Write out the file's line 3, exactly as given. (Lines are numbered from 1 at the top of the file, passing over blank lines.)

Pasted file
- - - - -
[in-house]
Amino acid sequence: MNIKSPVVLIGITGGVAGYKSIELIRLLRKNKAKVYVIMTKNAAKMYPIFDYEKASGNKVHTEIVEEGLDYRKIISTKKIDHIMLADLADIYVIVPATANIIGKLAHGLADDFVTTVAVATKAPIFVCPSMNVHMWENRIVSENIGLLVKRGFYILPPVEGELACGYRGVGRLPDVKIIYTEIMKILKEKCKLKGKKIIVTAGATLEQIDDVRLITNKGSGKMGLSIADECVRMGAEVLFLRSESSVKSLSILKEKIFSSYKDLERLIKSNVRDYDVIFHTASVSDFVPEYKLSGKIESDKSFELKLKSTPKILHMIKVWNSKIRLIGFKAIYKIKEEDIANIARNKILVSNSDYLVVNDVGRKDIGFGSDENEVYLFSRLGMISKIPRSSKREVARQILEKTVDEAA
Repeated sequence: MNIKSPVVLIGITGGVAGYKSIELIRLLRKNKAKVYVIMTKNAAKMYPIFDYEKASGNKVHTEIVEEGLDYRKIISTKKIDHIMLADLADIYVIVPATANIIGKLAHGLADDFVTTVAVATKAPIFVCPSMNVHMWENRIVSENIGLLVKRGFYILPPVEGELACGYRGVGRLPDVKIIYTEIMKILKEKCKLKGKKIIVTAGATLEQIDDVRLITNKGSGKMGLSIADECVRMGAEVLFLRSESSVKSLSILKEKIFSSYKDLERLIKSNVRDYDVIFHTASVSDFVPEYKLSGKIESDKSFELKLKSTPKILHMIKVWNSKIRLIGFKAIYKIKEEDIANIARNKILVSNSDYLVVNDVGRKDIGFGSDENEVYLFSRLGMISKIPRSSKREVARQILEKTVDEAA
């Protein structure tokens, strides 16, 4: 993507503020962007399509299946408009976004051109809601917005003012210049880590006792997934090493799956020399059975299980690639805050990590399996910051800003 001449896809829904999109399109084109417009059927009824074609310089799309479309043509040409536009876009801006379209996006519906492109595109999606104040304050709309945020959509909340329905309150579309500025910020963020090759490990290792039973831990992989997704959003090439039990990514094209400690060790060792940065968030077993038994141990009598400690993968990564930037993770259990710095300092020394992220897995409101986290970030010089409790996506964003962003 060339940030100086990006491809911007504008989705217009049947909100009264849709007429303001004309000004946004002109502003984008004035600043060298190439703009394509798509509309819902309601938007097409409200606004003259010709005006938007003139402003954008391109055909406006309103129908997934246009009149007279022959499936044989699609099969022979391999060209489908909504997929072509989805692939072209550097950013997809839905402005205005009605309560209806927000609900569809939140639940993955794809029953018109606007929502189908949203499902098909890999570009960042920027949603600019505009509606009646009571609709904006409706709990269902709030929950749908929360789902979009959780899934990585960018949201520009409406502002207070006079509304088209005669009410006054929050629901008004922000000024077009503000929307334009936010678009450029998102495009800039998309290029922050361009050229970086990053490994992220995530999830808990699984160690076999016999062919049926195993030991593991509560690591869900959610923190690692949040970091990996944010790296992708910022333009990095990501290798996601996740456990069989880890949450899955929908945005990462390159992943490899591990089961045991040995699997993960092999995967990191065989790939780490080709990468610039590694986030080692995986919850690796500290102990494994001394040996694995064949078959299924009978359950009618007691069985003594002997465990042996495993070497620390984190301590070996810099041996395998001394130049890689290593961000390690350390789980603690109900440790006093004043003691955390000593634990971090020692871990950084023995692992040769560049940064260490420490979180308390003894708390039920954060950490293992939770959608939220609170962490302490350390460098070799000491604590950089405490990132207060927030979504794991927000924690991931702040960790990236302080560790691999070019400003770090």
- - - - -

Repeated sequence: MNIKSPVVLIGITGGVAGYKSIELIRLLRKNKAKVYVIMTKNAAKMYPIFDYEKASGNKVHTEIVEEGLDYRKIISTKKIDHIMLADLADIYVIVPATANIIGKLAHGLADDFVTTVAVATKAPIFVCPSMNVHMWENRIVSENIGLLVKRGFYILPPVEGELACGYRGVGRLPDVKIIYTEIMKILKEKCKLKGKKIIVTAGATLEQIDDVRLITNKGSGKMGLSIADECVRMGAEVLFLRSESSVKSLSILKEKIFSSYKDLERLIKSNVRDYDVIFHTASVSDFVPEYKLSGKIESDKSFELKLKSTPKILHMIKVWNSKIRLIGFKAIYKIKEEDIANIARNKILVSNSDYLVVNDVGRKDIGFGSDENEVYLFSRLGMISKIPRSSKREVARQILEKTVDEAA